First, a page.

Underground Movie / EDWARD II
EDWARD II 1991
Directed by Derek Jarman
This film is a very loose adaption of Christopher Marlowe's Elizabethan drama, and like everything director Derek Jarman did, he approaches his subject like a painter. Any material that Jarman got in his hands, whether it was a paint brush of a script, wasn't treated as a limitation but as an inspiration. He always rejected mimicry and 'accepted norms'. For example, he has no hesitation in taking a 16th century poetry-play and throwing in Eurythmics singer Annie Lennox. So it's clear this is not a literal adaption, but a surreal one that involves interpretation and insight.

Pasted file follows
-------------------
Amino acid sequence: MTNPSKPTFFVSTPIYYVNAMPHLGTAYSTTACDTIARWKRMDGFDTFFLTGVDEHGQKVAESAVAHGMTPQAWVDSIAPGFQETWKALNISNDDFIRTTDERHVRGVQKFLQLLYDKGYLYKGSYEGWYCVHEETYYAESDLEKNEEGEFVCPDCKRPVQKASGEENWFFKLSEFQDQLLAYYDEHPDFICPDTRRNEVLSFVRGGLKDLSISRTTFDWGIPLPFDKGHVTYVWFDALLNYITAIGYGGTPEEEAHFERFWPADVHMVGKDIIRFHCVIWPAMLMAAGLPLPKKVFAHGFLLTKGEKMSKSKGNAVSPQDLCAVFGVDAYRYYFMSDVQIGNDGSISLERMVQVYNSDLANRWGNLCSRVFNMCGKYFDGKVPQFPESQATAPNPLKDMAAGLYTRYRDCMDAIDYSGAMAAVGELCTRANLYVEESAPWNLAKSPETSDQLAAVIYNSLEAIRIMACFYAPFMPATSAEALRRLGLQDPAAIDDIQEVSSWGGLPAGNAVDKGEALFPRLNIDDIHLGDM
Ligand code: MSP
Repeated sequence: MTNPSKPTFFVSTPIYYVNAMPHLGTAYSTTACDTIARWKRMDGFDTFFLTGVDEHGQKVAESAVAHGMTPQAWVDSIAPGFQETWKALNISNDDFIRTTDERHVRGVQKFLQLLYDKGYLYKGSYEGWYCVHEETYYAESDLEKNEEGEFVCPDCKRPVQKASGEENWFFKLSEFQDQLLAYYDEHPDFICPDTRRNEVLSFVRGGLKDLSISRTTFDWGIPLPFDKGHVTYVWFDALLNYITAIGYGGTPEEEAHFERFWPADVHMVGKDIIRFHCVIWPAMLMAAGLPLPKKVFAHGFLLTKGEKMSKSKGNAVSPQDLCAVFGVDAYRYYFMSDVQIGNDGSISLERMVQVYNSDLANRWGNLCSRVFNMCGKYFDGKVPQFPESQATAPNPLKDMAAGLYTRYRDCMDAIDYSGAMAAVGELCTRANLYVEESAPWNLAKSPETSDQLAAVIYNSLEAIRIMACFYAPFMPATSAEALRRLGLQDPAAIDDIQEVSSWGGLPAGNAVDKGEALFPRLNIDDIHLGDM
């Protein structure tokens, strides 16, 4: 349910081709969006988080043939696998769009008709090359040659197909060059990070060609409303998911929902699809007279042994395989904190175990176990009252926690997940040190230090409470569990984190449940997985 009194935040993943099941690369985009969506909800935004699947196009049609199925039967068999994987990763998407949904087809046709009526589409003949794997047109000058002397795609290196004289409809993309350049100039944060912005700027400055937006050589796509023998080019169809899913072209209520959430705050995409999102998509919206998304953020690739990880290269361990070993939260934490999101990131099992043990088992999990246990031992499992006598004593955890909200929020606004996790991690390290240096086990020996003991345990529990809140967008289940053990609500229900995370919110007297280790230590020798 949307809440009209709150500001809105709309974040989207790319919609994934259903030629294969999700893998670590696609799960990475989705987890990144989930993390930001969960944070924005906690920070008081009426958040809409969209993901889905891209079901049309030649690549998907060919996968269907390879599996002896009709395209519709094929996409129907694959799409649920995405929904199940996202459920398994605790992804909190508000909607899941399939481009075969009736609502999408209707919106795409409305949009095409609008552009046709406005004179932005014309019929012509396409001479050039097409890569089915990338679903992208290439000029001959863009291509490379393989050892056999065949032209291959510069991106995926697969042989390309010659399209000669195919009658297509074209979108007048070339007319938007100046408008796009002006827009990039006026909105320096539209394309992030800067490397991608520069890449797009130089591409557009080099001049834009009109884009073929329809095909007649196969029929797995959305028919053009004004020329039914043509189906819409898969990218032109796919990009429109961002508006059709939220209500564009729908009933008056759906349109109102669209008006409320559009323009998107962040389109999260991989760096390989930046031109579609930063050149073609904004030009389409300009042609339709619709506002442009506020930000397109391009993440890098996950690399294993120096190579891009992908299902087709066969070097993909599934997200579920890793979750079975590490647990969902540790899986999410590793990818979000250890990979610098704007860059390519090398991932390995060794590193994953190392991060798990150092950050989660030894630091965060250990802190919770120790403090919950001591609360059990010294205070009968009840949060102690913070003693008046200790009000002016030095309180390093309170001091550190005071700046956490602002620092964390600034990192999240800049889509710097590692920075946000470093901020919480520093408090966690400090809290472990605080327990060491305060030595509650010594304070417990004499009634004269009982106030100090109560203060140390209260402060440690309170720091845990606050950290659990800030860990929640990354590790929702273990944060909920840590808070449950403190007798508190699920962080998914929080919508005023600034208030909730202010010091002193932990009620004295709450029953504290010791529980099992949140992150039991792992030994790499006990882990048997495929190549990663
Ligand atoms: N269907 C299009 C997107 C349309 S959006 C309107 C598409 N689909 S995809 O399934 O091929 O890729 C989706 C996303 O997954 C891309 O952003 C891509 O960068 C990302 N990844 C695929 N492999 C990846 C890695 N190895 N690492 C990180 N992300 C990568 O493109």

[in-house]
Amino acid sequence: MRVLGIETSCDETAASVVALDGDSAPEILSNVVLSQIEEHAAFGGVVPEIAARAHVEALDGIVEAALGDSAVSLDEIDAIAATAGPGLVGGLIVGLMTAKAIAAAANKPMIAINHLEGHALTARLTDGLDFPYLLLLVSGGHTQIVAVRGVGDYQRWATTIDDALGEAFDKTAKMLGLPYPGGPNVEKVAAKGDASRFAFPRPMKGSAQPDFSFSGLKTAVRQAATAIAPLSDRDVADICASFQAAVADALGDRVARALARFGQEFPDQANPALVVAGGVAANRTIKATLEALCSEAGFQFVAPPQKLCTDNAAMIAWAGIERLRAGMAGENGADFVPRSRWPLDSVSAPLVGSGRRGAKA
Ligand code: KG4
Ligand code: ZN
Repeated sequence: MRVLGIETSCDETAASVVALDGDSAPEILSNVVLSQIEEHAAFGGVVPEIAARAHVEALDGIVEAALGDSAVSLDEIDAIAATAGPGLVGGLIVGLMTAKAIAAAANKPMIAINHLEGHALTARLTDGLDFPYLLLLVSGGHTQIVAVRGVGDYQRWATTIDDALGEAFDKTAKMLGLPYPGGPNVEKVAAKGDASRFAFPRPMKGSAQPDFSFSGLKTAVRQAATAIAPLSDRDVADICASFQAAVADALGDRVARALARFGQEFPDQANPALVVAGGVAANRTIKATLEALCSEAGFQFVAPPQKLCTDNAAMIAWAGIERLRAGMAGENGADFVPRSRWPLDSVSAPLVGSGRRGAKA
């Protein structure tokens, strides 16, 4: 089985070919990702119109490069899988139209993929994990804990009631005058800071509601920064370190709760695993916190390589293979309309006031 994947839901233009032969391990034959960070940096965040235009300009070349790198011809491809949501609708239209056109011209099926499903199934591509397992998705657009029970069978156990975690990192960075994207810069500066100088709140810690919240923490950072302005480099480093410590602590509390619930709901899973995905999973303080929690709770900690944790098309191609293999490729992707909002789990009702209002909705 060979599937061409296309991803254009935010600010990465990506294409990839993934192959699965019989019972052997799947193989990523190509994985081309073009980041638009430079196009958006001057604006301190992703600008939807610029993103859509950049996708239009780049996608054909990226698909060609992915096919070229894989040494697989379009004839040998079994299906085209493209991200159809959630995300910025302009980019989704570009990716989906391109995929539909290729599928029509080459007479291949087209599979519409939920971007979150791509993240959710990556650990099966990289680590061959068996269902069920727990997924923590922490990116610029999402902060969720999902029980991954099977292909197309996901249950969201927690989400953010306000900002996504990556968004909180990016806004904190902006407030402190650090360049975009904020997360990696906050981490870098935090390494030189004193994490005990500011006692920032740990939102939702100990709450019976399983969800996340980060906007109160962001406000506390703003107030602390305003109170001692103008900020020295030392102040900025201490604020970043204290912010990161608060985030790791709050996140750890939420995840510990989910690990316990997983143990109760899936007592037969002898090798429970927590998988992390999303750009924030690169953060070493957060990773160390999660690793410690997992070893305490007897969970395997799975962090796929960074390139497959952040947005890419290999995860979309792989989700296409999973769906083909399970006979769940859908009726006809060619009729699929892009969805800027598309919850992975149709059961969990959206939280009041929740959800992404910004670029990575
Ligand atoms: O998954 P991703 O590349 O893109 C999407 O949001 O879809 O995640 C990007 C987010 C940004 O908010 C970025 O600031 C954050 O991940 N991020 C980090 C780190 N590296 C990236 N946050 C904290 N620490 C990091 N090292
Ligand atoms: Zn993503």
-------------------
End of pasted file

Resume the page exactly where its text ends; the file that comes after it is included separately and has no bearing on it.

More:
The story revolves around 14th century King Edward II whose careless behavior starts causing problems, but when he takes on a gay lover, schemes are hatched and the king is dragged from the throne into a dungeon. Tilda Swinton plays the scorned Queen Isabella, and it was this cold-blooded performance that kick-started her career to international fame. The entire production is one of imagination, as it teeters between mannerism and the breaking of traditional film techniques. Similar to Pasolini, Derek Jarman is able to create bridges, and with this text he draws parallels to the modern world - for example, about consumerism, our culture of war, and gay rights. But beneath all the painterly details and the beautiful striped-down decors, there is also a rage under the surface. Brooding, elegant, iconoclastic, eccentric, fiery, visionary.
This will be a high-definition screening.